Sunday, June 27, 2010

Eat your dirt.

Just two weeks ago my life was changed by the addition of our first child - a beautiful girl. This, plus recently beginning the book Animal Vegetable Miracle, has got me on a course to try to eat as close to the source as possible. Now there are many important reasons to eat locally produced food & your choices effect not only the local economy, but the environment and the flavor and quality of your food. By choosing local produce you help keep your money in your community and avoid all of the fossil fuel consumption it takes food to travel across the country. Most importantly though, food consumed as close to the time and place the food was uprooted or raised means that your food is fresher and tastier.

Now I don't know that I can commit to only eat local, but I can do my best to know where my food came from and understand how it was produced (hopefully by dirt, water and sun instead of some patented process). Anyway, its really just a point of trying to change my thinking about the choices I make regarding what my family & I eat.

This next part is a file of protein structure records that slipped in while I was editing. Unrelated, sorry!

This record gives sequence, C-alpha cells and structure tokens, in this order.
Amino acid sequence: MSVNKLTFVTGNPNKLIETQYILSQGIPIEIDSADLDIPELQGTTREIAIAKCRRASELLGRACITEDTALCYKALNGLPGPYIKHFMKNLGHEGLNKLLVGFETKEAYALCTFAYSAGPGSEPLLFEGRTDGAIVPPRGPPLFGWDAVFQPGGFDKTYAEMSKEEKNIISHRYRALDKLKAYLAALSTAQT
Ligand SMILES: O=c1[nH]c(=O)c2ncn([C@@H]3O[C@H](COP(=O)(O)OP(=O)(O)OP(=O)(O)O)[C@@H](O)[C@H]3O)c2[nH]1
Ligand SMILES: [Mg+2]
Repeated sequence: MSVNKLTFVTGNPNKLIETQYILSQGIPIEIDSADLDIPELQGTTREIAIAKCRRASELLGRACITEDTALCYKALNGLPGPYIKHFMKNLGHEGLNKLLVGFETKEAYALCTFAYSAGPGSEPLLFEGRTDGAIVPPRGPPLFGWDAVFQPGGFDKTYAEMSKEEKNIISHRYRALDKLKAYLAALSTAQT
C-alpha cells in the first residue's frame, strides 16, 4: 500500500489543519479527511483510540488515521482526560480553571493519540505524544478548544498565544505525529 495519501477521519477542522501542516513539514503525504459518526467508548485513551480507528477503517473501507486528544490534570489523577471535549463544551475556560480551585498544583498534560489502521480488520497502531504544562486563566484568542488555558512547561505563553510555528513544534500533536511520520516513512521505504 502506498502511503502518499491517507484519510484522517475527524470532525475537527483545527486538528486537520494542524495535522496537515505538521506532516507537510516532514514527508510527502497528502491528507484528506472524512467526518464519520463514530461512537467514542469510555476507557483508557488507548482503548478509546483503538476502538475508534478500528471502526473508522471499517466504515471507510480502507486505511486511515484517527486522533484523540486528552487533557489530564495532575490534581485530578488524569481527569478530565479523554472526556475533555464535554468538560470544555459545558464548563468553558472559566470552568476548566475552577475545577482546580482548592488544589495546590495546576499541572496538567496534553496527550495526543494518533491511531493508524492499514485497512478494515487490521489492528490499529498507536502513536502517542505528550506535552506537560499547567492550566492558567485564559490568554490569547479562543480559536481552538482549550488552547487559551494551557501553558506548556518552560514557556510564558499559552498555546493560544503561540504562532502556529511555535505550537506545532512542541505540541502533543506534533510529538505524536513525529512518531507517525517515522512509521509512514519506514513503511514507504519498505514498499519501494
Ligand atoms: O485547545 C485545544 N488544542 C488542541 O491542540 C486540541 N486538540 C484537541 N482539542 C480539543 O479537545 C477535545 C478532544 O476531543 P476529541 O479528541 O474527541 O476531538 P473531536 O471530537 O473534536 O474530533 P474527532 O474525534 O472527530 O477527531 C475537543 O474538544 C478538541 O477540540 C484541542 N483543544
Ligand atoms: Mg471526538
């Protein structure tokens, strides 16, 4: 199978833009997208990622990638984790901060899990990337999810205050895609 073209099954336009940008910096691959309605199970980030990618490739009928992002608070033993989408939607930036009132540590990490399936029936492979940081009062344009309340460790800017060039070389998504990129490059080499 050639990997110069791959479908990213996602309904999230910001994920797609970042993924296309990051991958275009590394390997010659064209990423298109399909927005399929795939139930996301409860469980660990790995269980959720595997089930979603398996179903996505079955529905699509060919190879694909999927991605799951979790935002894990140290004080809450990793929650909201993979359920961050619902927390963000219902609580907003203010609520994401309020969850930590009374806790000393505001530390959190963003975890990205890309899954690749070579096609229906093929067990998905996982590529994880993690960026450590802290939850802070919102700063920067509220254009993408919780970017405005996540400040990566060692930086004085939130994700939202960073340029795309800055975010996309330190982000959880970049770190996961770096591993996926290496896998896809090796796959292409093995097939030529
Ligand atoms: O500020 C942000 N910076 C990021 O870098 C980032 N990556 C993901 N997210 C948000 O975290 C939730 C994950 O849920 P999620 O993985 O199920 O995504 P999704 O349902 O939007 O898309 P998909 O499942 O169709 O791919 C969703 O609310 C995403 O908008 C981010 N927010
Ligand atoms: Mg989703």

I decided a good start would be a trip to the Dill Pickle - a recently opened co-op grocery store in my 'hood, to figure out dinner. While at the store I picked up some nice fresh goat cheese from Wisconsin (didn't note the producer), as well as locally grown basil and a baguette from Cook Au Vin - this joined some tomatoes (californian - still good though) for a tasty lunch of bruschetta. I also procured from the Pickle some locally grown carrots & thyme destined for a stew of sustainably grown beef, from Cedar Vally Farms. Lastly, for dinner I found a nice fillet of Trout, brought to the Pickle by Jake's Country Meats out of Cassopolis, MI.

So the actual dinner was pretty simple: The trout, pan seared over high heat with some butter, salt and pepper for about five minutes per side was paired with some basmati rice (also californian) and a salad of tomatoes and arugula (grown organically on my back porch) with a lemon-mustard vinaigrette.
(vinaigrette = 3 parts olive oil, 1 part lemon juice, 1 part Dijon mustard, salt and pepper)